“Cooking with fire means that you become more aware as a cook. you have to master two living things: the fire and the ingredient. For me, cooking is like music, it’s completely different when you do it unplugged.” – Niklas Ekstedt, Food From the Fire
Between my two brothers and I we have nine children. There are enough of us to easily warrant the group campsites we inhabit every summer. We spend the better part of a week letting our kids run free in the woods, chasing snakes (and in the meantime terrify their aunt), constructing forts, creating and reenacting elaborate scenes that take place under the wooded canopy of our campground.
While the kids run barefoot in the woods I busy myself with the fire. It takes very little for me to stoke the fire for dinner as the coals still burn hot from lunch and breakfast. As we’ve settled into a camping routine I have given myself the title of camp chef. I prepare the menus then divide the prep and clean up tasks. To me, cooking over the fire feels both thrilling and completely natural. Somehow the weight of the cast iron pan in my pan and the manipulating of the coals in order to tame the fire to give off just the right amount of heat just feels right.
Somewhere between the caramelized fennel and cream steamed mussels and the apricot cobbler with spiced biscuits cooked with coals in a dutch oven my eldest brother and I dreamt up plans for Kitchen Unnecessary.
It feels just like that; a dream.
Here’s how we describe that campfire cooked dream on our website.
“Outside cooking is not just for the summer, this series shows you the magic of cooking seasonal ingredients outside all year long. Rain or shine – or snow, Ashley Rodriguez and her guests will take you outside to show you how to embrace cooking outdoors.
Each episode we will show you how to plan, prep and prepare a seasonal and local menu that you can cook and enjoy outside.
Cooking outside with seasonal and local ingredients we do not sacrifice taste or technique but we add a whole new layer of experience and create memories that last long after the food is gone.”
I could not be more excited to share this new project with you all here. Nothing is changing in this space, in fact I am more inspired than ever to cook and share recipes with you. Kitchen Unnecessary is just one more way for me to share my passion and encourage people to cook and gather as often as possible.
Please enjoy our first episode!
We are so excited about our future adventures. Currently we are exploring the idea of digging for Geoduck in the middle of the night. We’re making plans to get out to Alaska in June in search of the prized Copper River Salmon and we’re eager for Spring morels to start popping up.
This project is the work of a small but mighty team. My brother (Chris Baron, Baron Visuals) is my partner in this and I could not be more honored to be a part of this project with him. I have been hoping for years to have something like this to work on with him as his cinematography is beyond stunning. He has been nominated for an Emmy and has filmed for some incredible shows and films including, Food, INC.
My husband, Gabe is the incredible eye behind these photos posted here not to mention the website and logo.
John Harrison captured it all on film.
My dear friend and planning genius, Julie Hubert, is our fabulous producer.
Bryan Tucker, John and Chris took about 10 hours of footage and turned it into 9 stunning minutes.
And Daniel Winkler, our star and mushroom expert. From the first phone call we knew we found the right guide. This episode would not be the same without Daniel.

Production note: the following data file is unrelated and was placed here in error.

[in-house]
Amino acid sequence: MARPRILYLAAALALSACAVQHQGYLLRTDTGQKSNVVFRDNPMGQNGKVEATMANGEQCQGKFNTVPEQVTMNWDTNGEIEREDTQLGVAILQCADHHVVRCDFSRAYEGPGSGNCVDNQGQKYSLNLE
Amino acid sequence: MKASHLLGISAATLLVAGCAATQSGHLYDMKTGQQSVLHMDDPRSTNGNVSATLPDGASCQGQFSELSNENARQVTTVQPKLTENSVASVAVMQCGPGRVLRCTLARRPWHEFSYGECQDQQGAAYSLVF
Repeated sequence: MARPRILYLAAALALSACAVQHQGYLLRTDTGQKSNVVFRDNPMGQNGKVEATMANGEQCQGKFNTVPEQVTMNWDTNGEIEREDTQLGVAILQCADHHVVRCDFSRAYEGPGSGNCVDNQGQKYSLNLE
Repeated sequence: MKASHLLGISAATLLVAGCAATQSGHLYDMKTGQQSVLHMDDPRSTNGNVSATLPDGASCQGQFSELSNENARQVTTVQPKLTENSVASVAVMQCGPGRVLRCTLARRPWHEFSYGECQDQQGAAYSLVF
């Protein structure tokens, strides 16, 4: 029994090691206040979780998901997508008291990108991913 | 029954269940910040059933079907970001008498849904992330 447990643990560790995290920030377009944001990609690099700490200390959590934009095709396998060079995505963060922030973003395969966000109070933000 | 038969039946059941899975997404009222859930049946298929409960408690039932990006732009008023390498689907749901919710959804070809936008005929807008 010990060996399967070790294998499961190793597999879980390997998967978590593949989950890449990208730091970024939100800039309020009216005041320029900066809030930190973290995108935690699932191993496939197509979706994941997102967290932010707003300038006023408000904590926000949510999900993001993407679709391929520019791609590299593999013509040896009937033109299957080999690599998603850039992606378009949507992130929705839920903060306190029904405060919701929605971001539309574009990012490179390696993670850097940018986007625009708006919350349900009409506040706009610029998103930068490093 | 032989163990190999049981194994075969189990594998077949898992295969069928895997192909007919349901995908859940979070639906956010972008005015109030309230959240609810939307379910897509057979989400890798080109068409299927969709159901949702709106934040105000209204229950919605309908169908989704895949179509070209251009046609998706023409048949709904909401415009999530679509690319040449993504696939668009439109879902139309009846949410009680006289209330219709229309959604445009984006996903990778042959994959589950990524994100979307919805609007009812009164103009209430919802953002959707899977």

The first episode would not be possible without the support of our partner, Barebones Living. I’ve been using their product and developing recipes for their site for awhile now and I was so thrilled that they saw our vision for Kitchen Unnecessary and jumped on board.
Now on to the next adventure!
Fire Roasted Pumpkin Fondue with Chanterelles and Chorizo
Yield 4 Servings
This one is a show-stopper. Smoky roasted pumpkin becomes a serving dish for fondue with a spicy mushroom cap. Don’t fear the char that will inevitably coat the exterior of the pumpkin but do keep an eye on it while it roasts so that the char doesn’t go beyond the skin. You can roast the pumpkin completely in the cast iron pot but it will take quite a bit longer. Bring along the cheese already grated to save yourself from doing that work on the campsite.
1 3 pound kabocha squash (or other small pumpkin or squash)
8 ounces chorizo
3 tablespoons unsalted butter
8 ounces chanterelles, cleaned and sliced
1 garlic clove, thinly sliced
1 tablespoon butter
1/2 cup white wine
8 ounces grated comté or gruyere
4 ounces grated swiss cheese
2 pounds fire cooked potatoes
2 apples, sliced
1/2 loaf crusty bread
Set the pumpkin in hot coals at the base of a campfire. Pile up the coals around the pumpkin.
Roast until tender, about 20 to 30 minutes (depending on the heat of your fire). Don’t worry about the exterior char but you may have you move it around while roasting so it cooks evenly.
Carefully remove the pumpkin from the coals then let cool a bit before removing the top and scooping out the seeds.
Place the pumpkin in a small cast iron roasting dish then return the whole thing to the coals. Place the lid on and keep warm while you prepare the chorizo and chanterelles.
Set a cast iron skillet over low flames on a grill grate or directly on the coals.
Sauté the chorizo until cooked through. Remove to a platter then add the the butter and chanterelles. Sauté until deeply caramelized, add the garlic then return the chorizo back to the skillet. Add a pinch of salt then stir everything together well.
Remove the lid from the roasting dish with the pumpkin. Add the wine then slowly begin to stir in the cheese, waiting for each new addition to melt before adding the next. Once all the cheese has been added top with the chorizo and chanterelles, remove from the fire then enjoy.